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Genius Hour: Critical Inquiry and Differentiation

In the August English Leadership Quarterly, teacher Elaine Simos explores the Genius Hour. The following excerpts from her article answer three important questions:

This differentiated learning technique gets students reading in depthWhat is “the Genius Hour”?

In the Genius Hour model, instructors allocate a portion of class time—often the 20 percent that gives the approach an alternate name (20% Time)—for student exploration of a self-selected and/or given topic. Students turn to an array of sources in the course of their explorations and consider the topic from a wide variety of angles before synthesizing all of their research into a central understanding. This culminates in a final product, project, or other such artifact, that is shared with the class and potentially the larger school community. …

What are the benefits?

Student interests, both existing and burgeoning, are brought to the forefront of the classroom when a differentiated model is implemented, allowing teachers to “use time flexibly, call upon a range of instructional strategies, and become partners with their students to see that both what is learned and the learning environment are shaped to the learner.” Accordingly, learning strategy implementation can be targeted to each individual’s needs and strengths. …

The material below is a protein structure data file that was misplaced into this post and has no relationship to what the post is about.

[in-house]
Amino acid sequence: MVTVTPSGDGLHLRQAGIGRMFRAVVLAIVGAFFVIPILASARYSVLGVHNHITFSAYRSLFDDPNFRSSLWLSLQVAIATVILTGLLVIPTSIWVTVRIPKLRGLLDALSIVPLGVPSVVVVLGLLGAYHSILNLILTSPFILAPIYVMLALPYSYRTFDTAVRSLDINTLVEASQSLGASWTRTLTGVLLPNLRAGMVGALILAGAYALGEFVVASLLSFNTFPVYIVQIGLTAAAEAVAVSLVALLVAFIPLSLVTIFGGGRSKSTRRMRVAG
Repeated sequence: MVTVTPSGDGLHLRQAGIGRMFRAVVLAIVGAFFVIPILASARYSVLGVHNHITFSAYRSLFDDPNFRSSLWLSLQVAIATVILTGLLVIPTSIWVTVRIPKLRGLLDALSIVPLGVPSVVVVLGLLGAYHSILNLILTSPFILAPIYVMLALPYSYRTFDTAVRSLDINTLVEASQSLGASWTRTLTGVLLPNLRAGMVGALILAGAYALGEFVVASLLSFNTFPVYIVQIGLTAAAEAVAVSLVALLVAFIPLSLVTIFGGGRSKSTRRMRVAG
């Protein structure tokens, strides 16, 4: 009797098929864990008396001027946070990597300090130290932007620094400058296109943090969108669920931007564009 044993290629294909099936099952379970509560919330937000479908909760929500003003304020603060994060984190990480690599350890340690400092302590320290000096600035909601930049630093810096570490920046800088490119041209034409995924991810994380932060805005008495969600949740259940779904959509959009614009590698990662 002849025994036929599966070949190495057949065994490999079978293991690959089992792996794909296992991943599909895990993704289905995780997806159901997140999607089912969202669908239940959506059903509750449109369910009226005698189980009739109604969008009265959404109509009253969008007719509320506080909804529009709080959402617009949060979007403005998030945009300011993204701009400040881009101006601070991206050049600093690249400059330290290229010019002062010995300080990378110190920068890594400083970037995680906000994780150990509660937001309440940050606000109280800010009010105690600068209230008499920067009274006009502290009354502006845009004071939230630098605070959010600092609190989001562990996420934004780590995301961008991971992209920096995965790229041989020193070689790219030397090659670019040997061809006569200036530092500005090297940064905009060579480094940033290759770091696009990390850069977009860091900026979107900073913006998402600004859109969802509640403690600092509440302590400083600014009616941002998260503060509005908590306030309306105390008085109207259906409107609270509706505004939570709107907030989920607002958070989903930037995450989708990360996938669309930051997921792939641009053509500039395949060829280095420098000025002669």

Why does it matter?

[T]he correlation between an increased focus on critical inquiry and its natural connection to differentiated instruction highlights the need for learners who are able not only to produce the “appropriate” artifacts of learning, but also to independently design or direct their own learning in a manner which builds upon their unique strengths and areas for development…

The curricular concept underlying Genius Hour embodies an optimal learning relationship: students embracing their own power and responsibility in the learning process work in conjunction with educators who can facilitate and guide that learning to ever-greater heights.

For more, including Ms. Simos’s personal experiences with this approach, read her full article, Genius Hour: Critical Inquiry and Differentiation.